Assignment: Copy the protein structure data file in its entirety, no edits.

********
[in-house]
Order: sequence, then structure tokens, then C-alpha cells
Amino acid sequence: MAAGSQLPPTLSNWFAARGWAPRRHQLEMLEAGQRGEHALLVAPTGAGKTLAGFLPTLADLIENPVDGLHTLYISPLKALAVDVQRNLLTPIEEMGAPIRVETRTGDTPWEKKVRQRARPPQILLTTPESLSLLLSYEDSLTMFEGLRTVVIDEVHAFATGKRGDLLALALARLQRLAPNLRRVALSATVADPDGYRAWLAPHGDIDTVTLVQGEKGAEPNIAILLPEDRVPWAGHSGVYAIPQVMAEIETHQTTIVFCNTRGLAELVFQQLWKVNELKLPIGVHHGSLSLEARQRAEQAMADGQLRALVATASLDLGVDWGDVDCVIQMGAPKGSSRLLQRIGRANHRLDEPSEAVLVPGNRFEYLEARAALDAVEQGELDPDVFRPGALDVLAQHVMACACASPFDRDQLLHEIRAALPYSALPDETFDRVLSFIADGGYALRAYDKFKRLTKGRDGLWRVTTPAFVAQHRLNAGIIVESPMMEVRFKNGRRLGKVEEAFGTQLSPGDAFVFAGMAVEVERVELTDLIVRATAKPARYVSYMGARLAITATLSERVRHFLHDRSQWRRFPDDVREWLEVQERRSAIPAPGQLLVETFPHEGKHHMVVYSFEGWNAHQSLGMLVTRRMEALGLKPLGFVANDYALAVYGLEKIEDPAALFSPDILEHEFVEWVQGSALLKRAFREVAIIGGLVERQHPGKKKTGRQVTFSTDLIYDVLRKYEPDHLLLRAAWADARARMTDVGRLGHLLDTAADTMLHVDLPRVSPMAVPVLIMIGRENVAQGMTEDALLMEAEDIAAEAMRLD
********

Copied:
[in-house]
Order: sequence, then structure tokens, then C-alpha cells
Amino acid sequence: MAAGSQLPPTLSNWFAARGWAPRRHQLEMLEAGQRGEHALLVAPTGAGKTLAGFLPTLADLIENPVDGLHTLYISPLKALAVDVQRNLLTPIEEMGAPIRVETRTGDTPWEKKVRQRARPPQILLTTPESLSLLLSYEDSLTMFEGLRTVVIDEVHAFATGKRGDLLALALARLQRLAPNLRRVALSATVADPDGYRAWLAPHGDIDTVTLVQGEKGAEPNIAILLPEDRVPWAGHSGVYAIPQVMAEIETHQTTIVFCNTRGLAELVFQQLWKVNELKLPIGVHHGSLSLEARQRAEQAMADGQLRALVATASLDLGVDWGDVDCVIQMGAPKGSSRLLQRIGRANHRLDEPSEAVLVPGNRFEYLEARAALDAVEQGELDPDVFRPGALDVLAQHVMACACASPFDRDQLLHEIRAALPYSALPDETFDRVLSFIADGGYALRAYDKFKRLTKGRDGLWRVTTPAFVAQHRLNAGIIVESPMMEVRFKNGRRLGKVEEAFGTQLSPGDAFVFAGMAVEVERVELTDLIVRATAKPARYVSYMGARLAITATLSERVRHFLHDRSQWRRFPDDVREWLEVQERRSAIPAPGQLLVETFPHEGKHHMVVYSFEGWNAHQSLGMLVTRRMEALGLKPLGFVANDYALAVYGLEKIEDPAALFSPDILEHEFVEWVQGSALLKRAFREVAIIGGLVERQHPGKKKTGRQVTFSTDLIYDVLRKYEPDHLLLRAAWADARARMTDVGRLGHLLDTAADTMLHVDLPRVSPMAVPVLIMIGRENVAQGMTEDALLMEAEDIAAEAMRLD